The people of this imaginary planet are “congenitally idealist” and do not believe in the material, objective existence of their surroundings. They believe only what they themselves perceive, and hence the “world for them is not a concourse of objects in space; it is a heterogeneous series of independent acts. It is successive and temporal, not spatial.” In language, this means that there are no nouns for concrete objects, only aggregates of adjectives that describe the immediate moment. Cause and effect are not thought to be related. Objects are held to disappear physically when no one is thinking about them. Innumerable sciences and philosophies abound on Tlön, as many as one can imagine. Materialism is merely the most unacceptable one of a vast number of possible ways of considering reality. The happiest hypothesis is that everything in the universe exists within one supreme mind. Thus, plagiarism in literature cannot exist if all works are the creation of one supreme author, who is timeless and anonymous and whose stories are all variations on a single plot.
The narrator describes how many centuries of idealism have changed reality. Lost objects can be duplicated through memory; anyone who remembers an object can find it. These duplications are called hrönir, and their quality varies as they are reproduced again and again through successive memories. Objects may also be produced through hope; anything people wish to find and can imagine appears as an ur. Thus archaeologists reshape and document the past according to their own imaginations.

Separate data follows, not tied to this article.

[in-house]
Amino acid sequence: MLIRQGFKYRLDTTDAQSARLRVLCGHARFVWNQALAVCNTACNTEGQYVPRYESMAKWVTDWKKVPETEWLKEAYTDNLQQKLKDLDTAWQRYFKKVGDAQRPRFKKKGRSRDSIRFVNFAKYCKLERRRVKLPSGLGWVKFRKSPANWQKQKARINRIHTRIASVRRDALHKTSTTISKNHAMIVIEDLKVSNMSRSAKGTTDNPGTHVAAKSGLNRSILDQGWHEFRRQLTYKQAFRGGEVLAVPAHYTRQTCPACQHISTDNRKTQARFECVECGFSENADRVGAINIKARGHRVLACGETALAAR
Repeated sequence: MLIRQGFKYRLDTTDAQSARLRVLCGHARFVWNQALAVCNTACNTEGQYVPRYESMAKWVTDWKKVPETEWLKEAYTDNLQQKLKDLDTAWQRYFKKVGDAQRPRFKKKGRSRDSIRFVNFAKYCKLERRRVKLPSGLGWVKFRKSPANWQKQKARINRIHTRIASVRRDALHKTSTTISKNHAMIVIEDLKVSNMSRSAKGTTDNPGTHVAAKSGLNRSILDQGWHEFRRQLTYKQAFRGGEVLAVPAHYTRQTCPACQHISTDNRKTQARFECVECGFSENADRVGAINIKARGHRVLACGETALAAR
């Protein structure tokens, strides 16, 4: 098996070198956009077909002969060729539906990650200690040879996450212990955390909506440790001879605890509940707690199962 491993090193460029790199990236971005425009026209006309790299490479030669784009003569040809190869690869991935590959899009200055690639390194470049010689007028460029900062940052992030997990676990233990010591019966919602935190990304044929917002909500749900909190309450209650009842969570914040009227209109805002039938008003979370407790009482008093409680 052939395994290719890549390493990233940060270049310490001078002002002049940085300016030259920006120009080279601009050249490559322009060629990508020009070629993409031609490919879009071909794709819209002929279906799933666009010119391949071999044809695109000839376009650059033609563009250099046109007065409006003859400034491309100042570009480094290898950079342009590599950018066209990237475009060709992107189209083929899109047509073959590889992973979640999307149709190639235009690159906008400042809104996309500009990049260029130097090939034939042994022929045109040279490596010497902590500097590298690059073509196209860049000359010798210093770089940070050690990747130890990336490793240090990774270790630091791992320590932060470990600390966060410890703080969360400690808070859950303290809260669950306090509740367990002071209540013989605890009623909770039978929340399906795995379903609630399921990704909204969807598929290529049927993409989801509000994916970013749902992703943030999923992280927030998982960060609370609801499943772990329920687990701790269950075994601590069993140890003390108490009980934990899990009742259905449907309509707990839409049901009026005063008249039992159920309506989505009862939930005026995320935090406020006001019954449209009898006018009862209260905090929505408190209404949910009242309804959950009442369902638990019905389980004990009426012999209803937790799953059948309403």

The third section of the story, the postscript, supposedly appended to the text several years later and thus confirming the historical nature of the account, appeared (labeled 1947) in 1940, as an original part of the story. It creates at once a sense of future time having passed already and a somewhat bewildered uneasiness. When the narrator makes the observation that “ten years ago any symmetry with a semblance of order—dialectical materialism, anti-Semitism, Nazism—was sufficient to entrance the minds of men,” he is describing the world of the immediate moment, not the world of ten years before. He is describing that ominous time just before World War I, when anti-Semitism and Nazism had invaded the reality of Germany (and Argentina) just as the reality of Earth is invaded in this story by the ideology of Tlön.
The postscript purports to clear up the mystery of Tlön. It tells how a secret society of the seventeenth century set about to invent a country and describe it. In 1824, the project was financed by Ezra Buckley, an eccentric millionaire from Tennessee. It was Buckley who suggested that a Britannica-like encyclopedia of the invented planet be written and in 1914 (just at the onset of World War I), the last volume of the secret A First Encyclopedia of Tlön was distributed. By 1942, strange objects from Tlön have begun to appear on Earth: a compass inscribed in one of the alphabets of Tlön, and a mysteriously heavy cone, identified as an image of the divinity in certain regions of Tlön.